They may not be classically or especially beautiful; it’s more about how they suggest a story, an inner life, a willingness to connect with life, to tell a story, have a laugh, have some craic (Irish for fun). And in a pub, of course, to lift a glass.
At O’Donoghue’s , people-watching can be an extreme sport. One of the city’s oldest pubs, it’s known for having live music every night.
On weekends patrons jam its rooms, even the canopied alley between two parts of the pub. (Note: the alley being outside, people can smoke, and smoke they do.)
The gift of the gab is in full swing here, making for a surround-sound experience.
Dublin’s pubs, of course, are a key tourist attraction; they’ve been a part of the city scene for centuries. Even the Christ Church Cathedral crypt was once a “tippling house.”
As much as for wetting your whistle, pubs are where you go to hear music, socialize, eat, and drink in the atmosphere, knowing that you’re where Bill Clinton, Yeats, or James Joyce bent an elbow, (Cassidy’s, Toner’s, or The Brazen Head, respectively). Some may have no claim to fame other than their conviviality and sheer good looks, e.g., the unspoiled Victorian pub The Long Hall.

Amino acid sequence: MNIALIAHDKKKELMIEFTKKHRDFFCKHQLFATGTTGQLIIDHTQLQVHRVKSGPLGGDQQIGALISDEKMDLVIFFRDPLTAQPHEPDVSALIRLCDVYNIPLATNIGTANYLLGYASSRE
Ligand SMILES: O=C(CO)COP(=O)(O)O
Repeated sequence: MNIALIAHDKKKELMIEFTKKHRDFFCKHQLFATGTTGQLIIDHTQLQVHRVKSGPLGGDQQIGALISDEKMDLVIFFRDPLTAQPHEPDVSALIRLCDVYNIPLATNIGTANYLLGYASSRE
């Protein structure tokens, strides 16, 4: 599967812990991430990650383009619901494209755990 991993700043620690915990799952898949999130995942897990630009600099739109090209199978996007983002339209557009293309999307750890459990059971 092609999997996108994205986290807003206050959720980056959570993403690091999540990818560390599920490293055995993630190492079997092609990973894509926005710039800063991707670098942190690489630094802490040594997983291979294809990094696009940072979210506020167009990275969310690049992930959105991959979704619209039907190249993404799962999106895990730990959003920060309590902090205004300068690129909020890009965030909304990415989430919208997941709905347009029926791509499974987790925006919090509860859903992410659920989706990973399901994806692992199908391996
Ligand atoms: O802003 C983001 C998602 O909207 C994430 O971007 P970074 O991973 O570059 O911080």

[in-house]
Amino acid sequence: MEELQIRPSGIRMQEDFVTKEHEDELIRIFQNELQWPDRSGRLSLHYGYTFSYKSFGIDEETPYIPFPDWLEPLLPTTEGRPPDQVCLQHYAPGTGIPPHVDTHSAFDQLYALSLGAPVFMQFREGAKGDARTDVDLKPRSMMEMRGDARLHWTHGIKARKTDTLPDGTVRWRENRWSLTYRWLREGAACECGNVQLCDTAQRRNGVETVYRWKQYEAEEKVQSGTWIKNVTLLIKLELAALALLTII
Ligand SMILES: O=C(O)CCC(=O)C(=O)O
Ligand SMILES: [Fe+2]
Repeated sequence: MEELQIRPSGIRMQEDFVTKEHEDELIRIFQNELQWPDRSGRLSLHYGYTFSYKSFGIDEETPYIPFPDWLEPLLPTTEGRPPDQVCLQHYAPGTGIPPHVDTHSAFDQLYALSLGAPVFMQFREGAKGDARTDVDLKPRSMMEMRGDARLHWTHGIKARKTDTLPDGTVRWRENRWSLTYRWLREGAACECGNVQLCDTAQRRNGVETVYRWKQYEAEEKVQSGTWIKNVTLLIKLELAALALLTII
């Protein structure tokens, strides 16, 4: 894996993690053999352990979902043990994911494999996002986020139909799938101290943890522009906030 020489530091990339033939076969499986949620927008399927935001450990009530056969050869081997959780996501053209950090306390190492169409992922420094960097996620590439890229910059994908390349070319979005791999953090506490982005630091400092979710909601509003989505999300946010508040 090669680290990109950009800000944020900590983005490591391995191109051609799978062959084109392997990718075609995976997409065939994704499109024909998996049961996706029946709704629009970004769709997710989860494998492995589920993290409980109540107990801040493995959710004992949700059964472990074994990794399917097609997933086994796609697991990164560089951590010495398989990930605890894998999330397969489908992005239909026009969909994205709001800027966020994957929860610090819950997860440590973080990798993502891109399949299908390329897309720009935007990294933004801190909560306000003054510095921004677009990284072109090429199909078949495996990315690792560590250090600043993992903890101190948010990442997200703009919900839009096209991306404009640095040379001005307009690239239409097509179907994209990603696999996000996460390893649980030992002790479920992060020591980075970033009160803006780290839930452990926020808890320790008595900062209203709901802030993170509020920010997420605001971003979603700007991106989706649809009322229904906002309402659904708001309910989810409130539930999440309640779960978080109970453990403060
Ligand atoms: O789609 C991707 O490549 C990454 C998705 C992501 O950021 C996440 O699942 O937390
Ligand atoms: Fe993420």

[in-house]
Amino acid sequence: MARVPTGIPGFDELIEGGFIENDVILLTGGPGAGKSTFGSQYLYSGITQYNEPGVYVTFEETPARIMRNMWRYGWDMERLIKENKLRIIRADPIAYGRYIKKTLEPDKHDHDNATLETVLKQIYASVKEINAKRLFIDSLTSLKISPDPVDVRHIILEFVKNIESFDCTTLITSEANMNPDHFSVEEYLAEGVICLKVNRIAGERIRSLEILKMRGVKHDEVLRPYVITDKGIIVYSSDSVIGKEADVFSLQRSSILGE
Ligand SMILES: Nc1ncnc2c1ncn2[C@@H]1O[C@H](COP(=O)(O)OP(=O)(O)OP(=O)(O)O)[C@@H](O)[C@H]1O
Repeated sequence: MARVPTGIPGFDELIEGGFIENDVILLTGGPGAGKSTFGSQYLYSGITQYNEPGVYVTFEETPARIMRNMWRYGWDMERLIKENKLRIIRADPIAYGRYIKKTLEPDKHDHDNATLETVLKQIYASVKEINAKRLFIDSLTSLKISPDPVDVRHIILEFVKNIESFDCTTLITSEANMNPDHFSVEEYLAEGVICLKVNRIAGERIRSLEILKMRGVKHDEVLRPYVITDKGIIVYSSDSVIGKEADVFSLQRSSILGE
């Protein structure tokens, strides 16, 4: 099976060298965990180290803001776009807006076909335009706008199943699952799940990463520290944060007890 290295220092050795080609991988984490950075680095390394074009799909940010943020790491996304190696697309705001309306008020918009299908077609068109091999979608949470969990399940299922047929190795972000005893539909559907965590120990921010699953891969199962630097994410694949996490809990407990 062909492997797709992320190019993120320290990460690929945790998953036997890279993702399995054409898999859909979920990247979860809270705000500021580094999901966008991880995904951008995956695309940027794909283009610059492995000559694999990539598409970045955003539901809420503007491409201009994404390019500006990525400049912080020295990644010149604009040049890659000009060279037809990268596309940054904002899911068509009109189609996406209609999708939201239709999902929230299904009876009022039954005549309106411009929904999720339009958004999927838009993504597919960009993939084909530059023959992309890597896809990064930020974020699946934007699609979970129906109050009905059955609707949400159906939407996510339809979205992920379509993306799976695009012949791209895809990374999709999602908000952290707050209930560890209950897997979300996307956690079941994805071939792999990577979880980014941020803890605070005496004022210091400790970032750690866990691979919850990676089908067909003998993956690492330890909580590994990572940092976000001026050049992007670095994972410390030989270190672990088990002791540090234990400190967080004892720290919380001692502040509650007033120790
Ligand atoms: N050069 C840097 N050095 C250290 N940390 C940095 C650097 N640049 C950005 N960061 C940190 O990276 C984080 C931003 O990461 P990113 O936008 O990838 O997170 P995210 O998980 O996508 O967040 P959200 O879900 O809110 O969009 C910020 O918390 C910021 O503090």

Yet another of Dublin’s attractions is the warm welcome you so often meet there, and one of the reasons it’s hard to leave. You can try the “Irish goodbye”: just slip away. (Writer Cahir O’Doherty says, “Irish people do not understand brevity,” making departures prolonged. Irish goodbyes “spare you the anguish.”) Or avoid the anguish this way: promise yourself that you’ll be back before you know it.
Shopping: In Temple Bar, you’ll find everything from souvenir tees to minimalist Scandinavian menswear.
On display in the cheerful Irish Design Shop , 41 Drury Street, are appealing pottery, jewelry, letterpress cards, woodcuts, and other handcrafted goods.
Scout , 5 Essex Street West, stocks clothes and accessories of up-to-the-minute Irish design and housewares, including subtly scented, Dublin-made Clean Slate candles Indigo & Cloth sells the minimalist menswear, also, local handmade chocolates and Belfast-based Derek Wilson’s ceramics.
And if you need reminding that Guinness isn’t everything, stop by the L. Mulligan Whiskey Shop on Clarendon Street.
At its tastings, you can test your sensitivity to the differences between single-malt, single-grain, and single-pot-still whiskeys and learn about a new generation of distilleries springing up around Ireland.
Eating: Matt the Thresher is two townhouses made into one high-ceilinged, multilevel restaurant, with a fireplace, long marble bar, and well-deserved reputation for excellent seafood: oysters, prawns, maybe a fish pie made with salmon, scallops, haddock, and smoked gubbeen mash.
It’s not just about the seafood: the pistachio game terrine, served with fig jam and sun-dried tomato–bread toast is melt-in-your-mouth delicious, as are the desserts. Try the Eton Mess, made of meringue, whipped cream, and strawberries.
Transport: Airlink Express buses get you into the center in about 30 minutes. Luas trams (https://www.luas.ie/) serve the city and suburbs. DART trains run north to Malahide and south to Greystones, County Wicklow. A Hop-on Hop-off Bus pass simplifies seeing the sights.